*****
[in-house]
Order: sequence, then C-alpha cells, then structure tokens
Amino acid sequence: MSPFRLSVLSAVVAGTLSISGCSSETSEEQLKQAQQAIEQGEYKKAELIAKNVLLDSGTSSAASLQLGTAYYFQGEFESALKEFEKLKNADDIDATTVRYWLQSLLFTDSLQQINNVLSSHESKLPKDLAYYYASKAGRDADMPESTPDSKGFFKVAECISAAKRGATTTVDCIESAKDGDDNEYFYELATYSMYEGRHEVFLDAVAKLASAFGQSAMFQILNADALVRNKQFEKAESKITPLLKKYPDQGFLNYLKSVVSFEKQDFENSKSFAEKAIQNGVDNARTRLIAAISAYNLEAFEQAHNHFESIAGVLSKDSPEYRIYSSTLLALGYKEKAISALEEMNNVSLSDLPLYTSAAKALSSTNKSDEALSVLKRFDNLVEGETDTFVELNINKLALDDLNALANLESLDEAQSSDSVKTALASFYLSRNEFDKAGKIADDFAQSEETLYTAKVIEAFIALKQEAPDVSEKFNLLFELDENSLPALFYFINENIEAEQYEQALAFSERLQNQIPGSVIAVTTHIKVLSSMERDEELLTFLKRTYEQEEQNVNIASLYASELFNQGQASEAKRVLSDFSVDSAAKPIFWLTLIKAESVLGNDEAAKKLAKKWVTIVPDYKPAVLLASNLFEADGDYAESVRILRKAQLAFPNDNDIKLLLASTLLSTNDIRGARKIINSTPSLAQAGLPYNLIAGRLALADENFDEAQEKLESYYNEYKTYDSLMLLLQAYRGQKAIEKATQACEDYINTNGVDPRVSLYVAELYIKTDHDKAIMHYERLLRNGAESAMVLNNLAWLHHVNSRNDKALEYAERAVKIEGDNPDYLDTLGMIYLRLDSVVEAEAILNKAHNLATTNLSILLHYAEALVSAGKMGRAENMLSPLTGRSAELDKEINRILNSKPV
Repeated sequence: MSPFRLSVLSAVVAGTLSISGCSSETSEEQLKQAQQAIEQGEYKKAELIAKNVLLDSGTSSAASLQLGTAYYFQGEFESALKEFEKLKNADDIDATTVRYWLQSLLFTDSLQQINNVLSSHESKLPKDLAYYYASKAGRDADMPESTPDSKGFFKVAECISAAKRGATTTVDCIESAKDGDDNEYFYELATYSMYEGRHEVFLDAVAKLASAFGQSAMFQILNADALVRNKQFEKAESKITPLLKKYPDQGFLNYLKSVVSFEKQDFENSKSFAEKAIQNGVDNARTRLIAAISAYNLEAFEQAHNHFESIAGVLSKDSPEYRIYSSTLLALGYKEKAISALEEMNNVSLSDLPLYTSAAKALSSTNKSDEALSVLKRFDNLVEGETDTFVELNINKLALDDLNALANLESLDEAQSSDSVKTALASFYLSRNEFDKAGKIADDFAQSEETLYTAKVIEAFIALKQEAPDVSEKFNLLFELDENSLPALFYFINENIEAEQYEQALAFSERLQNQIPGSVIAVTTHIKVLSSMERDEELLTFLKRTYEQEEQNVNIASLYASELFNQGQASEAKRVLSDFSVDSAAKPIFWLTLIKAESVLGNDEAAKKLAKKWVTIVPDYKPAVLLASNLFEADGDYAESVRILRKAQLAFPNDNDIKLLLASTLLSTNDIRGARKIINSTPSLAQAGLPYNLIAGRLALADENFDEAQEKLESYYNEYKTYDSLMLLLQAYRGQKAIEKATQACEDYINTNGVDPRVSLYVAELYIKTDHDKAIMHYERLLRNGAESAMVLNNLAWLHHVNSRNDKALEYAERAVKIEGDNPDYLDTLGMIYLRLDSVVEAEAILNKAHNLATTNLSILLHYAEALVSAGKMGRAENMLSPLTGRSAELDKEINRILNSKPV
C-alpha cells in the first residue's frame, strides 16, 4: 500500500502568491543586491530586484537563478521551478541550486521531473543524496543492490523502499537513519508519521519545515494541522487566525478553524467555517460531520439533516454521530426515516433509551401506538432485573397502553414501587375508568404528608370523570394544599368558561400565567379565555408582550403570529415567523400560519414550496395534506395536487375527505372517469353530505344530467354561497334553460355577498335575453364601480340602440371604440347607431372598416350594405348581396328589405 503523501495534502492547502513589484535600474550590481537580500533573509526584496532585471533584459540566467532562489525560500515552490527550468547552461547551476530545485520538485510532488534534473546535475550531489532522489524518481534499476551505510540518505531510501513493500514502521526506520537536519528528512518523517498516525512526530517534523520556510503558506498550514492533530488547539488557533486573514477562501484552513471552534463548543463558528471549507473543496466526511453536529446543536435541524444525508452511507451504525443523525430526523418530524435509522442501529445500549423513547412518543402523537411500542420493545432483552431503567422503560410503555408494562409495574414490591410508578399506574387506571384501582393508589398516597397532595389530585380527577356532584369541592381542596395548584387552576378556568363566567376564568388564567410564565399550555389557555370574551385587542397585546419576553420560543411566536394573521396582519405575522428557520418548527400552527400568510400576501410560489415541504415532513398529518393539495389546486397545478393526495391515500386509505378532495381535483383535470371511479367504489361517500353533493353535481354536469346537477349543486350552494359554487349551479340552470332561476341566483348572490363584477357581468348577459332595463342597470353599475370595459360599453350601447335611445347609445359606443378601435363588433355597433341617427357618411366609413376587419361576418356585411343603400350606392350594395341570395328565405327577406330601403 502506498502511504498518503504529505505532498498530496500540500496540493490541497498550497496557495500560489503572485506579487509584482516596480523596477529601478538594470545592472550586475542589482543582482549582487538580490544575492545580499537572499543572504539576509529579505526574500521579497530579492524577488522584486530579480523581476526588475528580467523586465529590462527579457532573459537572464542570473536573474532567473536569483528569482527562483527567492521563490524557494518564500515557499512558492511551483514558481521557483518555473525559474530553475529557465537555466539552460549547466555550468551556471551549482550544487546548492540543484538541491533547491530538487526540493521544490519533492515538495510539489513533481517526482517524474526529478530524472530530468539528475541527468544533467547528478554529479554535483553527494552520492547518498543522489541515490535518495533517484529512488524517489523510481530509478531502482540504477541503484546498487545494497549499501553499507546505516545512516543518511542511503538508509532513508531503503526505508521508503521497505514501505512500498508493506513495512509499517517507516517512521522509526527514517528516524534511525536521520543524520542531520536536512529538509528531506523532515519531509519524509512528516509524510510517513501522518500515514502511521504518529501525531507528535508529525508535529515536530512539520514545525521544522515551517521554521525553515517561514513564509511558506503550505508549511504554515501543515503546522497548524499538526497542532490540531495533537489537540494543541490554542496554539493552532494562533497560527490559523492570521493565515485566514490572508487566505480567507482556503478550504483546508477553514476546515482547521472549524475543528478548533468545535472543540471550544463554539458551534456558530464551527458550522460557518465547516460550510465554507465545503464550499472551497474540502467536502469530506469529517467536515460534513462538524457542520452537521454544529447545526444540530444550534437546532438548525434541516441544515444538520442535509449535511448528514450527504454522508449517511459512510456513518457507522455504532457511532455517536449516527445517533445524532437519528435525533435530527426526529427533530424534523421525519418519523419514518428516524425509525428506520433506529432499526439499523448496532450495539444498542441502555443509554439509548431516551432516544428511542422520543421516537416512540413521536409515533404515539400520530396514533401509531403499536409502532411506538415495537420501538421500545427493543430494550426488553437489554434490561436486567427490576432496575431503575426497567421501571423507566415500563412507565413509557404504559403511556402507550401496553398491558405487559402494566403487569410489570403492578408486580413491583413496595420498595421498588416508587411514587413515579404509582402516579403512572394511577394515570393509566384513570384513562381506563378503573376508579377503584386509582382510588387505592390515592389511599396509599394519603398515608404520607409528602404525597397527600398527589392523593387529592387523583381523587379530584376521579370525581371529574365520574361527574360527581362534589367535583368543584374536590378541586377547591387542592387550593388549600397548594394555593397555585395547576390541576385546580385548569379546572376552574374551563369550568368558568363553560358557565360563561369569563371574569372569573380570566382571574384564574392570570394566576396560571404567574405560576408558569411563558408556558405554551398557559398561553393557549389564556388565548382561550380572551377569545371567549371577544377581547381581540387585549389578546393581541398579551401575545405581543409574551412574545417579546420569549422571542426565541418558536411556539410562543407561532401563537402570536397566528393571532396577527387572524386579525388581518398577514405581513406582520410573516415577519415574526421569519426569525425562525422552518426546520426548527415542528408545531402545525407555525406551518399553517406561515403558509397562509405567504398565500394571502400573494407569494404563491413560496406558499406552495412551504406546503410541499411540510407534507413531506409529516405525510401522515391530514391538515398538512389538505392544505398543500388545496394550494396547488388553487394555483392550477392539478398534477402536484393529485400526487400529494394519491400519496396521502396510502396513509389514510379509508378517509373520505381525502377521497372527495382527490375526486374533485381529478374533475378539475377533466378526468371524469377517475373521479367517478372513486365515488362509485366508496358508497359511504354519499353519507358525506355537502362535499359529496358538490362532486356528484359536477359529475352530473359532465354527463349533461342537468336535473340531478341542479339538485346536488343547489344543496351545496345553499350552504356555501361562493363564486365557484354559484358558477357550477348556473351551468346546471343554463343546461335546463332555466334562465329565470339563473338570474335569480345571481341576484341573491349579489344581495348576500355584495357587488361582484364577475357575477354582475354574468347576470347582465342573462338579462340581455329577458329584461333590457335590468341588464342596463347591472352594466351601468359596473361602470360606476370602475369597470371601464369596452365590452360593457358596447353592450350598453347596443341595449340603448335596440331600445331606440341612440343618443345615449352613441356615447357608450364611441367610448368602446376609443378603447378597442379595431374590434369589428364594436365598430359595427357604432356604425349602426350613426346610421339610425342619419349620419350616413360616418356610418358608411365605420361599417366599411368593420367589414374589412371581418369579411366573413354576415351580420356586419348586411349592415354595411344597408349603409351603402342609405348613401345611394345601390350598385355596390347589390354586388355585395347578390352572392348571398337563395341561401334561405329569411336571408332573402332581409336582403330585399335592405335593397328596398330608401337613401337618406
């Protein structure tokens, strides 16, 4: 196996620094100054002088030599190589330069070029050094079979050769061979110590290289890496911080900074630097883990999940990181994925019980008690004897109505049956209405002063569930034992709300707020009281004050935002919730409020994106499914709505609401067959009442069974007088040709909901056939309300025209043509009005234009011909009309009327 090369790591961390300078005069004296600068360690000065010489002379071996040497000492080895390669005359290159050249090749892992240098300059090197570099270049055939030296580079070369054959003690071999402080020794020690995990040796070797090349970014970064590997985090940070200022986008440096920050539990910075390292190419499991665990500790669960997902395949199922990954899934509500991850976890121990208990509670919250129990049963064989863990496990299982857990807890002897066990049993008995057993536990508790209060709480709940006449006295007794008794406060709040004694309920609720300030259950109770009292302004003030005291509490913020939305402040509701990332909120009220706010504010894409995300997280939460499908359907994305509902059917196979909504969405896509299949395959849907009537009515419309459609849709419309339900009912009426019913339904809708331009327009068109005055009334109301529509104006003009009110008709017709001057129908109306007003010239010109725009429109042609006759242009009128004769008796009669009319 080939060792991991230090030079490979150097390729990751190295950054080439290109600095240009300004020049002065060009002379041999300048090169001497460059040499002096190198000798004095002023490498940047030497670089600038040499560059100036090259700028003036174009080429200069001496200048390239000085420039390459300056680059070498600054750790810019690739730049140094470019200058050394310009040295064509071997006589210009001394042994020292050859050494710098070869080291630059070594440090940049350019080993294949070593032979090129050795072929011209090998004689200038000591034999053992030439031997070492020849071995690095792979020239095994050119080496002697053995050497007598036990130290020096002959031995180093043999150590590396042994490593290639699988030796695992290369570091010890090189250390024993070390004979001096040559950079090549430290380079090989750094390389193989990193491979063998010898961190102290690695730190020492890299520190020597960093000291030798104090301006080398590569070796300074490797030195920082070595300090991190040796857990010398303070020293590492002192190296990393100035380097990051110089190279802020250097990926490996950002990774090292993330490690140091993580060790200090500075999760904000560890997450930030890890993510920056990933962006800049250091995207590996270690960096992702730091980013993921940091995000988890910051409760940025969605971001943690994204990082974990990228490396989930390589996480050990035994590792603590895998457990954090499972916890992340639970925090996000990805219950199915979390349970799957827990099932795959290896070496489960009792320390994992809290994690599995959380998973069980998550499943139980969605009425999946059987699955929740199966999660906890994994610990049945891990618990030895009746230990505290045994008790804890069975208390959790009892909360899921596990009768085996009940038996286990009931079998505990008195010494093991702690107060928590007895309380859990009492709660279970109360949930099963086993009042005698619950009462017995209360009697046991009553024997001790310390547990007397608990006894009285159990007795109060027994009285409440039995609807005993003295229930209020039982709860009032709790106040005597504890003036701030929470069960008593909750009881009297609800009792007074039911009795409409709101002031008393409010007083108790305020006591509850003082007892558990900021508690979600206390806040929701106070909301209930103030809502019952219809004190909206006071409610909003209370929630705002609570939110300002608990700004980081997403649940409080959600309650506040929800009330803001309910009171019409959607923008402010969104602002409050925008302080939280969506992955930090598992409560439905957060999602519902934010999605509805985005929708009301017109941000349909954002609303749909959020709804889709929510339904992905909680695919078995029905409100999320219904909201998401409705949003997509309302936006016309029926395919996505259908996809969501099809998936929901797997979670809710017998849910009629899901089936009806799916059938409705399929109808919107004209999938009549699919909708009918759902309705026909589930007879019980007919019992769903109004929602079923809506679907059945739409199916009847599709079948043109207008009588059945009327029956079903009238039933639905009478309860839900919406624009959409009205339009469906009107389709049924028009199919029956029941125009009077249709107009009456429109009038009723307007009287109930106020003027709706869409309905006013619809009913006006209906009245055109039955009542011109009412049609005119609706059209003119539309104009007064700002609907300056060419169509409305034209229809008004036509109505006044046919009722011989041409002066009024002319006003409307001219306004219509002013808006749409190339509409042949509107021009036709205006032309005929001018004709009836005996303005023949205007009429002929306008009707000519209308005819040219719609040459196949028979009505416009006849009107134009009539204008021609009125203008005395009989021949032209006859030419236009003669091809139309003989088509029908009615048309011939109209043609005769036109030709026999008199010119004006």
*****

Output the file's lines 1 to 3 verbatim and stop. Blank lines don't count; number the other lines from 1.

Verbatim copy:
[in-house]
Order: sequence, then C-alpha cells, then structure tokens
Amino acid sequence: MSPFRLSVLSAVVAGTLSISGCSSETSEEQLKQAQQAIEQGEYKKAELIAKNVLLDSGTSSAASLQLGTAYYFQGEFESALKEFEKLKNADDIDATTVRYWLQSLLFTDSLQQINNVLSSHESKLPKDLAYYYASKAGRDADMPESTPDSKGFFKVAECISAAKRGATTTVDCIESAKDGDDNEYFYELATYSMYEGRHEVFLDAVAKLASAFGQSAMFQILNADALVRNKQFEKAESKITPLLKKYPDQGFLNYLKSVVSFEKQDFENSKSFAEKAIQNGVDNARTRLIAAISAYNLEAFEQAHNHFESIAGVLSKDSPEYRIYSSTLLALGYKEKAISALEEMNNVSLSDLPLYTSAAKALSSTNKSDEALSVLKRFDNLVEGETDTFVELNINKLALDDLNALANLESLDEAQSSDSVKTALASFYLSRNEFDKAGKIADDFAQSEETLYTAKVIEAFIALKQEAPDVSEKFNLLFELDENSLPALFYFINENIEAEQYEQALAFSERLQNQIPGSVIAVTTHIKVLSSMERDEELLTFLKRTYEQEEQNVNIASLYASELFNQGQASEAKRVLSDFSVDSAAKPIFWLTLIKAESVLGNDEAAKKLAKKWVTIVPDYKPAVLLASNLFEADGDYAESVRILRKAQLAFPNDNDIKLLLASTLLSTNDIRGARKIINSTPSLAQAGLPYNLIAGRLALADENFDEAQEKLESYYNEYKTYDSLMLLLQAYRGQKAIEKATQACEDYINTNGVDPRVSLYVAELYIKTDHDKAIMHYERLLRNGAESAMVLNNLAWLHHVNSRNDKALEYAERAVKIEGDNPDYLDTLGMIYLRLDSVVEAEAILNKAHNLATTNLSILLHYAEALVSAGKMGRAENMLSPLTGRSAELDKEINRILNSKPV